Italy is the country with the largest number of Unesco World Heritage sites in the world, and, every year, more areas or monuments vie for the prestigious recognition. Let’s look at what Italian sites have been nominated for Unesco World Heritage status in 2021.
Bologna’s famous porticoes, a landmark of the city, like the Two Towers and the local cuisine, are one of Italy’s candidates. Bologna has 62 km of porticoes, of which 42 in the historic city center, No other city in the world has so many. 12 of the most symbolic stretches have been selected to represent the city’s porticoes. They are, as written in the application, “an identifying element of the city of Bologna, both for the community and for visitors, and a point of reference for a sustainable urban lifestyle.
Another candidate is the area known as ‘Collio,’ a hilly expanse of vineyards where excellent white wines are made in the north-eastern region of Friuli Venezia Giulia, on the border with Slovenia. The wines go alongside a strong-flavored cuisine with Austrian and Slovenian influences that make this area a fun destination for foodies. The Collio is also rich with ancient villages to explore perhaps on a road trip, as we suggested here.
The mysterious, fascinating nuraghi have also been nominated to Unesco 2021. They are ancient megalithic buildings on the island of Sardinia, built during the Nuragic Age, between 1900 and 730 B.C. Today, they are a symbol of the island (along with its beautiful beaches), not yet fully appreciated, even though there are 8,000 of them, and could become an important tourist attraction to perhaps balance overcrowding of the beaches.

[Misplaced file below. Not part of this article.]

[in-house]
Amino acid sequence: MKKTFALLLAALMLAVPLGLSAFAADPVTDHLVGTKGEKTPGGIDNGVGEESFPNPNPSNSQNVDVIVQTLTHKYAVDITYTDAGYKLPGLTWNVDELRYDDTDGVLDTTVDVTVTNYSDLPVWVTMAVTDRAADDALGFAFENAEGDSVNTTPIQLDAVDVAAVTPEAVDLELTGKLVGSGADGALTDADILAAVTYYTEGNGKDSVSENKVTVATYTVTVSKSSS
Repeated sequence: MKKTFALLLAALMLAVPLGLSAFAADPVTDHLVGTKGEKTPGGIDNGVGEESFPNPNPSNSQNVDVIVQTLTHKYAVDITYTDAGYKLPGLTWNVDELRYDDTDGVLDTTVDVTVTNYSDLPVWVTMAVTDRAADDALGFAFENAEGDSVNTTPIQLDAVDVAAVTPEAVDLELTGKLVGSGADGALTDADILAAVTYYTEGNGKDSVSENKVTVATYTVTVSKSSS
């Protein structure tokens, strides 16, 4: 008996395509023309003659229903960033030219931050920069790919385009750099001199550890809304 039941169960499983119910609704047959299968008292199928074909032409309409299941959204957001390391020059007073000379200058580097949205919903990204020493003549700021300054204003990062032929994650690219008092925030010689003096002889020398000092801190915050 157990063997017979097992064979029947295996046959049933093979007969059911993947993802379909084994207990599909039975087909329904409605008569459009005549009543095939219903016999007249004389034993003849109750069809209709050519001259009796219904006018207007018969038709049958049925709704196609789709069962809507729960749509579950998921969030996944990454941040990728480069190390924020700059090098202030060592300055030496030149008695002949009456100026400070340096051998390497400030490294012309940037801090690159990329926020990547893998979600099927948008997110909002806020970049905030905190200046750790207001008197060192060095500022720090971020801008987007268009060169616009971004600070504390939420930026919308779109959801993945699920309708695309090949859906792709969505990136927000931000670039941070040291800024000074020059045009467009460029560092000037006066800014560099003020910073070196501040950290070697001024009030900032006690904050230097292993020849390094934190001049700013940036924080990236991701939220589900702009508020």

Monte Grappa has been nominated for becoming a Unesco Biosphere Reserve. The area, part of the Veneto region, develops around the Monte Grappa massif, between the Piave and Brenta rivers, and has both an environmental and a historic value, rich as it is in flora and fauna, and as a combat and refuge spot during the first and second World Wars. It covers an area of approximately 66,000 hectares, within the provinces of Belluno, Treviso and Vicenza.
The Maiella National Park of Abruzzo has been nominated for inclusion into Unesco’s global network of Geoparks. Established in 1991, the park is home to wolves, the Abruzzo chamois, the Marsican bear, the golden eagle, and a large population of roe and red deer. It covers an area of 74,095 hectares within the provinces of L'Aquila, Chieti and Pescara.
The Aspromonte National Park, located in Calabria, a wonderful repository of flora and fauna, but also of ancient cultural traditions, has also been nominated to become part of Unesco’s network of Geoparks. The park's territory is mostly covered in forests and populated by important animal species like the wolf, the peregrine falcon, the eagle owl, and the goshawk.